China's tightly controlled telecom sector is finding new ways of raising cash and increasing liquidity.
In the past the state-owned operators have attracted billions through public listings, including in New York and Hong Kong, while preserving the management rights of the parents.
Now government policy makers are pushing "mixed ownership" as a means of raising capital.
The plan, currently at the early trial stage, is to add private sector investors on to the share register at a number of state-owned enterprises (SOEs). China Unicom Ltd. (NYSE: CHU), being the most financially fragile telco, is the telecom sector nominee.
Unicom confirmed in November that its parent is "studying" the idea, but said that no decision had been made either by management or the government.
China's Internet giants Baidu Inc. (Nasdaq: BIDU), Alibaba Group and Tencent Inc. -- collectively known as BAT -- have been reported as likely investors. They all have networks-related businesses, offering cloud services and operating as MVNO licensees, and could be powerful industry partners as well as significant investors. They are no doubt reluctant to put resources into a cash-strapped state enterprise, but as players in China's highly regulated Internet market they may have limited say in the matter.
While the SOE reform progresses at a slow pace, the newest telecom enterprise, China Tower Co., is wasting no time in going public to raise cash. The company, formed in 2014 to own and manage telecom towers across the country, is reportedly aiming for an IPO this year.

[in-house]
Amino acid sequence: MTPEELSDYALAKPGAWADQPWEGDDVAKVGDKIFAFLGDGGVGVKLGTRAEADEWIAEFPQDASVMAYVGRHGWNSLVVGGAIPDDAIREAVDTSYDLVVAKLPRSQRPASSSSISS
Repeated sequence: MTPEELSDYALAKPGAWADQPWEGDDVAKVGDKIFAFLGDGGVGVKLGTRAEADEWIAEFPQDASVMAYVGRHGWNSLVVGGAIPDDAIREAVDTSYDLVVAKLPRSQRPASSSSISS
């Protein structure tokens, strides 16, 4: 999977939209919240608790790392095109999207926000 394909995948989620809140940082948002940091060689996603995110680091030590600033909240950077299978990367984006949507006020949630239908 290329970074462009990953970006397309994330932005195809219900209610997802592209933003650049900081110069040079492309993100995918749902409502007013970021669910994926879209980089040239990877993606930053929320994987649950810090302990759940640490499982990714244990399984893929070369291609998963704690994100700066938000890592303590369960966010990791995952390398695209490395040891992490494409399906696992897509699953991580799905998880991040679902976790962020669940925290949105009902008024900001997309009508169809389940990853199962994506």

It has racked up some impressive numbers. Since beginning operations in January 2015, it has invested 95.0 billion yuan ($13.8 billion) in cell sites, saving the industry the equivalent of building just over half a million basestations.
Executives told the company's annual work conference in Beijing last month that the tower sharing rate has risen from 20% to 70%. Where two operators share a cell site they each save make cost savings in the 20-25% range, and where three share a site the saving rate is as high as 35%.
General manager Tong Jilu said the focus this year would be on further saving leasing costs and improving efficiency and -- in an apparent reference to tendering irregularities -- "the integrity of the construction process."
In another signpost to the future, China Telecom Corp. Ltd. (NYSE: CHA) says it has raised around 10 billion yuan ($1.45 billion) from private investors to support broadband deployment.
Chairman and CEO Yang Jie, interviewed by a Chinese website, did not give details but cited rural rollouts in the southern provinces of Jiangxi and Fujian.
In Jiangxi, the company has raised RMB530 ($77 million) in private funds, 80% of the total invested in the province for rural broadband. In the coastal city of Quanzhou, which had the fastest FTTH rollout in Fujian last year, adding 250,000 FTTH ports, private investors have contributed RMB66.98 million ($9.7 million).
China Telecom has built a back-end system enabling private investors to follow project progress and measure investment performance, Yang said.
He said the company was working on creating "different models for private capital to enter the broadband market."
— Robert Clark, contributing editor, special to Light Reading